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Natural Perspectives: Things get hot at tomato and pepper sale

March 21, 2012|By Vic Leipzig and Lou Murray
  • The 2012 Monster Tomato and Pepper sale had many varieties.
The 2012 Monster Tomato and Pepper sale had many varieties. (Lou Murray )

I went to the 2012 Monster Tomato and Pepper sale at the Fullerton Arboretum on March 16.

The event featured seedlings of more than 250 varieties of tomatoes and about 200 varieties of peppers. They were grown by volunteers and offered for sale at $3.50 for a four-inch pot as a fundraiser for the arboretum.

The weather was cold and overcast. Vic declined to go, so I went with my friend Larry Rolewic. Vic was kind enough to print out an inventory of seedlings for us. And I'm sure that he'll be happy to eat any peppers or tomatoes that Larry and I grow. But Vic has little interest in the process that comes before the cooking and eating stage. He leaves the planting, tending and harvesting to me.

I was fascinated by all of the different tomato varieties that were offered. But Larry was after the hottest chile peppers he could find. He and Vic will have fun watching tears run down each other's faces when they attempt to choke down those really hot chiles. I guess it's a guy thing. I don't like food that tries to kill me.

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Larry was excited because a chile has been found that has broken the hotness record of habanero chiles. The Bhut Jolokia is 10 times hotter than a habanero. And that's what he wanted.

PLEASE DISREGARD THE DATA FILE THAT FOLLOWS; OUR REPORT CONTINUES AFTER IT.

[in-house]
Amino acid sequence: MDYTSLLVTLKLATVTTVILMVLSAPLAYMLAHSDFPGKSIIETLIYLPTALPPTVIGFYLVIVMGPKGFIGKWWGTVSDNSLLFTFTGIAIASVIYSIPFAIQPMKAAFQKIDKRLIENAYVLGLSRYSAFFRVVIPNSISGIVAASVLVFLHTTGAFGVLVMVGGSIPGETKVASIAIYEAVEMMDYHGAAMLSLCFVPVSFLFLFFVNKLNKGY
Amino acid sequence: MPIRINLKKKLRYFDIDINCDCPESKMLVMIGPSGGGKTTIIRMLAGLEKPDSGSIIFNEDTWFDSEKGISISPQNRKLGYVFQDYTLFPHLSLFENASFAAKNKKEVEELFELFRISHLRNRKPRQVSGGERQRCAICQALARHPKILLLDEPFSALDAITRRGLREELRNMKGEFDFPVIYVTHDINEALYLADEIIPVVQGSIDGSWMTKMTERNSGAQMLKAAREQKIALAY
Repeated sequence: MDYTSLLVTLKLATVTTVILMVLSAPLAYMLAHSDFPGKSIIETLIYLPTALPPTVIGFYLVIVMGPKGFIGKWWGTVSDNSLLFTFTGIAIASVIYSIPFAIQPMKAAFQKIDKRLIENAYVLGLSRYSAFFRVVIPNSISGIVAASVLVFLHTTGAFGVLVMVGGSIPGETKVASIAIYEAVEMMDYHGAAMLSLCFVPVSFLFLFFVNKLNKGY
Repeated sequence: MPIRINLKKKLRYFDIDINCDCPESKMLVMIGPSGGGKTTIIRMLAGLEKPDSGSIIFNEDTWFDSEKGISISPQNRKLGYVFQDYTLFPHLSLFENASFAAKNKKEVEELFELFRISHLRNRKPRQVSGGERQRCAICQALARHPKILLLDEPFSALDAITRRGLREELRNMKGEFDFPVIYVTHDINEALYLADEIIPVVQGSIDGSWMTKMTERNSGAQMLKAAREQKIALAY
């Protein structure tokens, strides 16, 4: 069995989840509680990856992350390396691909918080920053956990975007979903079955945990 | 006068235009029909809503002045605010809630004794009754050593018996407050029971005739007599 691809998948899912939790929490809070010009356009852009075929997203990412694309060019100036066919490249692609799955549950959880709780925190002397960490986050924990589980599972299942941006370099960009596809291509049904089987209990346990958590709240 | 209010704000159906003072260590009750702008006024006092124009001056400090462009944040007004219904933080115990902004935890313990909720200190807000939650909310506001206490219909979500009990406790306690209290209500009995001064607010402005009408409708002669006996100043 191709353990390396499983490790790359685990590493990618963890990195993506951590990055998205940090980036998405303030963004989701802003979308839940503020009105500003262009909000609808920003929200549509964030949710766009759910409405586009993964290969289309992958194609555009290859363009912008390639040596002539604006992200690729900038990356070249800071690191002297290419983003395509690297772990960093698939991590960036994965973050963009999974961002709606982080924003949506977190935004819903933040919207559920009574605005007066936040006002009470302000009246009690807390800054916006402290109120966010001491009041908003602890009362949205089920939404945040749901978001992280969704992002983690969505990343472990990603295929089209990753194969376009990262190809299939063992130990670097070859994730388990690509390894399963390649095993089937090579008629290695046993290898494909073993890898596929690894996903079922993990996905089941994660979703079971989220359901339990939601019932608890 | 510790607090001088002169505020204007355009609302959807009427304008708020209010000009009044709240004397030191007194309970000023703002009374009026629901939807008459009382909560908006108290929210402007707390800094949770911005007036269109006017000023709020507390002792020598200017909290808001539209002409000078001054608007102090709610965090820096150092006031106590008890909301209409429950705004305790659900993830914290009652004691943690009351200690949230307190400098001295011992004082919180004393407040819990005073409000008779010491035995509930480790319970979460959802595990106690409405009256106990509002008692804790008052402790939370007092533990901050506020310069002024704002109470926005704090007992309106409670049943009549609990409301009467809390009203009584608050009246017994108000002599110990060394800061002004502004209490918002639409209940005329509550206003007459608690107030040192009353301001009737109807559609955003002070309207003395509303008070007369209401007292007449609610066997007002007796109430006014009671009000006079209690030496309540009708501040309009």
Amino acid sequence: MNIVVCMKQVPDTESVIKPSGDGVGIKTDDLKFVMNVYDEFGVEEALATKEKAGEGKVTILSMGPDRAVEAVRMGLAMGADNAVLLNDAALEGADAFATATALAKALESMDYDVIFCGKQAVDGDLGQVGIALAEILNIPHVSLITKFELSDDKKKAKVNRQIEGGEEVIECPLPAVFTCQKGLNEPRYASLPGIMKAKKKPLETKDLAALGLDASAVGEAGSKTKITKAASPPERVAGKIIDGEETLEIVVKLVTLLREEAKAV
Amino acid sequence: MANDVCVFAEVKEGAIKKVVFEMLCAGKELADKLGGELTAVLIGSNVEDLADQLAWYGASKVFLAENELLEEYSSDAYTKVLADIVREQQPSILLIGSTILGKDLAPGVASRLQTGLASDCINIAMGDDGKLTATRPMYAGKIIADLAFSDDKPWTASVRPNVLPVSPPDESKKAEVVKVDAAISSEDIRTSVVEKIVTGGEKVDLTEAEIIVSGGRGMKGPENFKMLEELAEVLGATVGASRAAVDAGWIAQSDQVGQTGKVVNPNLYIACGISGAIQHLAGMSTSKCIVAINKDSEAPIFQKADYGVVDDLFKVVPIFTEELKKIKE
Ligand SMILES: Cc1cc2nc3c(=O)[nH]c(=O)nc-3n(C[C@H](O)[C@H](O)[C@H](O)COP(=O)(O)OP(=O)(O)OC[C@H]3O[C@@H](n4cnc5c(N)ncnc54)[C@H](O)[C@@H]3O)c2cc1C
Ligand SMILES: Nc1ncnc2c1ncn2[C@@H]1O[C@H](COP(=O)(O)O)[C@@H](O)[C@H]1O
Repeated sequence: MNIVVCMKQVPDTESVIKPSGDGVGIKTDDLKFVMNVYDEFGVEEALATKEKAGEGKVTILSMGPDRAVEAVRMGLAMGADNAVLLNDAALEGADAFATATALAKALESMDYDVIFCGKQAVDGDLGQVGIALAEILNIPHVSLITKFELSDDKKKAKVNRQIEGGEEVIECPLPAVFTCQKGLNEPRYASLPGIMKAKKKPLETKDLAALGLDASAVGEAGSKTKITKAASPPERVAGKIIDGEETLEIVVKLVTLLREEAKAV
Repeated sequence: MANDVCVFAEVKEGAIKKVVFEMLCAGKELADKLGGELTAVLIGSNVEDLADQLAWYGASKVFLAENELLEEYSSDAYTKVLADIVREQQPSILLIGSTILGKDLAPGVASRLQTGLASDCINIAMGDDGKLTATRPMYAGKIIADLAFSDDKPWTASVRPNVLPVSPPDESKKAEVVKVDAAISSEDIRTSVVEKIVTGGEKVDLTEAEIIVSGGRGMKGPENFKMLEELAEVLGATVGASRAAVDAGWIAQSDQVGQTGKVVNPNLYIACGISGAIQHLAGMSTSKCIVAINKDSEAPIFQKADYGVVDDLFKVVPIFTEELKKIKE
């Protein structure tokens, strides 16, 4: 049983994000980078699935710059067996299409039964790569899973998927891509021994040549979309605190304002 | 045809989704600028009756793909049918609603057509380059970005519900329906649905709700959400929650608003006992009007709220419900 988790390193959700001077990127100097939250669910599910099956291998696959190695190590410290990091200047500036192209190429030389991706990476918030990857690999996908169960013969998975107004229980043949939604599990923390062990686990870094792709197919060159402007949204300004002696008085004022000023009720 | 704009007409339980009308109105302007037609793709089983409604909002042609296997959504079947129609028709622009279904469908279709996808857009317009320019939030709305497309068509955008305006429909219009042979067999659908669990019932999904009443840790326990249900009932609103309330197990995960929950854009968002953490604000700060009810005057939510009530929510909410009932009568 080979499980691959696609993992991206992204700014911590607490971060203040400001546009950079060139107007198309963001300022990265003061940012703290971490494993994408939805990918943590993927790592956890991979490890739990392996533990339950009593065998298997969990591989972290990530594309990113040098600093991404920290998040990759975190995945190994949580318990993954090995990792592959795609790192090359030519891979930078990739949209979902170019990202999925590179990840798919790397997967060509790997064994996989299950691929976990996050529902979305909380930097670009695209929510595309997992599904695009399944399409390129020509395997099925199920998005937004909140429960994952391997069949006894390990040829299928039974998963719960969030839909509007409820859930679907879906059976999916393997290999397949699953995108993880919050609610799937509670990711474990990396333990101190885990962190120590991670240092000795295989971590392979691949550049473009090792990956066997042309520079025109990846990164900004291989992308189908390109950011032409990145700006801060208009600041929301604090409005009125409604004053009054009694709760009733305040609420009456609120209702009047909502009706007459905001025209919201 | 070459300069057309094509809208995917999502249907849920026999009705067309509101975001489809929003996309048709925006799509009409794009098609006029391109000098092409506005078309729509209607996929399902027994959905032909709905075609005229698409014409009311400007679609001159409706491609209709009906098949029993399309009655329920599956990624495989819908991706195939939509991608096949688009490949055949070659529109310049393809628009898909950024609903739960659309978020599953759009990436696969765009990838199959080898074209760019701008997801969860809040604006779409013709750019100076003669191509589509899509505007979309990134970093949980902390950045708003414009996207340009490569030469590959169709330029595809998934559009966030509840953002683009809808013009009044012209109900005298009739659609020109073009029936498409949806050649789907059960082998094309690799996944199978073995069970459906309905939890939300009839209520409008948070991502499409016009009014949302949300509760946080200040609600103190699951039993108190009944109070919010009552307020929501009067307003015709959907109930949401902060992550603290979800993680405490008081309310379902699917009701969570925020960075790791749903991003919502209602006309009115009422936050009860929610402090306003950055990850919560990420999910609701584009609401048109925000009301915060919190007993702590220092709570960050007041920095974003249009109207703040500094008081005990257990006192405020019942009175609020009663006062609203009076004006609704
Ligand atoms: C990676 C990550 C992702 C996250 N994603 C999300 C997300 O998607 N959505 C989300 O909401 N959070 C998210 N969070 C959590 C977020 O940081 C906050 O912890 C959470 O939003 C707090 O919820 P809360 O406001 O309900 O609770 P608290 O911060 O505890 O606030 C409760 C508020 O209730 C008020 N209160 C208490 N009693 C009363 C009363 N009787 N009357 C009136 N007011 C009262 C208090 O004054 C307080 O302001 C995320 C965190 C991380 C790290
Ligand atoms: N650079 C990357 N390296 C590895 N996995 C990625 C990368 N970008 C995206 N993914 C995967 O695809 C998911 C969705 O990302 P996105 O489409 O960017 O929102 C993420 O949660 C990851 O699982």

Chiles are rated by their hotness on the Scoville scale, which was developed by chemist Wilbur L. Scoville in 1912. He diluted solutions of chile peppers with sugar water until a panel of taste testers couldn't taste the heat any more. A rating of 100 means that it has been diluted by a factor of 100 to get it to the point where someone can't feel the heat.

There is an enormous range of hotness in peppers.

For example, a sweet bell pepper has a Scoville rating of 0. Pimentos and pepperoncinis (sweet Italian peppers) are fairly mild with ratings of 100-500 Scoville units. Cubanelle peppers range between 100 and 1,000.

The reason why there is such variation within a given variety is that different peppers of the same variety pack different amounts of heat depending on how they were grown.

Anaheim peppers, the ones that are used in those cans of diced green chiles, range from 500 to 2,500 Scoville units. Poblano and ancho peppers range from 1,000 to 2,000 Scoville units. Poblano peppers are often used to make chile rellenos, those lovely egg-batter-dipped, cheese-stuffed peppers with a lovely enchilada sauce on top. The milder forms of these peppers are at my limit of heat tolerance.

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